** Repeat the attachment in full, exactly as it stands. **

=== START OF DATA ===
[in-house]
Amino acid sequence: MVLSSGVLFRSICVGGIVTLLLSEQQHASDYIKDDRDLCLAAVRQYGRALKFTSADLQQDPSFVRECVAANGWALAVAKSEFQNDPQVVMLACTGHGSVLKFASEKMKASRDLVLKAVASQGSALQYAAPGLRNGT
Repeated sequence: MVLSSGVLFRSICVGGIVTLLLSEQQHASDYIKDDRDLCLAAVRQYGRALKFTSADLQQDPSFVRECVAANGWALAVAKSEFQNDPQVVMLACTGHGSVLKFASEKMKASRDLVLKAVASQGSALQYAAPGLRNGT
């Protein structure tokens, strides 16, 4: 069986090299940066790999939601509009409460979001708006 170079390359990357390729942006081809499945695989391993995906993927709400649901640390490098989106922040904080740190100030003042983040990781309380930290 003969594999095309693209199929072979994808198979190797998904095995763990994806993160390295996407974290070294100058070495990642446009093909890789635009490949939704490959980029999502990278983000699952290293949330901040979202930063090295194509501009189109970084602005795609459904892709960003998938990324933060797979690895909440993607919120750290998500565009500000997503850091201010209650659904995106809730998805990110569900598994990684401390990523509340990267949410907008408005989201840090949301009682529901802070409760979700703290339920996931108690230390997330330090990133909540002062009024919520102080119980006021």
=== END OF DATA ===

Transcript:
[in-house]
Amino acid sequence: MVLSSGVLFRSICVGGIVTLLLSEQQHASDYIKDDRDLCLAAVRQYGRALKFTSADLQQDPSFVRECVAANGWALAVAKSEFQNDPQVVMLACTGHGSVLKFASEKMKASRDLVLKAVASQGSALQYAAPGLRNGT
Repeated sequence: MVLSSGVLFRSICVGGIVTLLLSEQQHASDYIKDDRDLCLAAVRQYGRALKFTSADLQQDPSFVRECVAANGWALAVAKSEFQNDPQVVMLACTGHGSVLKFASEKMKASRDLVLKAVASQGSALQYAAPGLRNGT
């Protein structure tokens, strides 16, 4: 069986090299940066790999939601509009409460979001708006 170079390359990357390729942006081809499945695989391993995906993927709400649901640390490098989106922040904080740190100030003042983040990781309380930290 003969594999095309693209199929072979994808198979190797998904095995763990994806993160390295996407974290070294100058070495990642446009093909890789635009490949939704490959980029999502990278983000699952290293949330901040979202930063090295194509501009189109970084602005795609459904892709960003998938990324933060797979690895909440993607919120750290998500565009500000997503850091201010209650659904995106809730998805990110569900598994990684401390990523509340990267949410907008408005989201840090949301009682529901802070409760979700703290339920996931108690230390997330330090990133909540002062009024919520102080119980006021």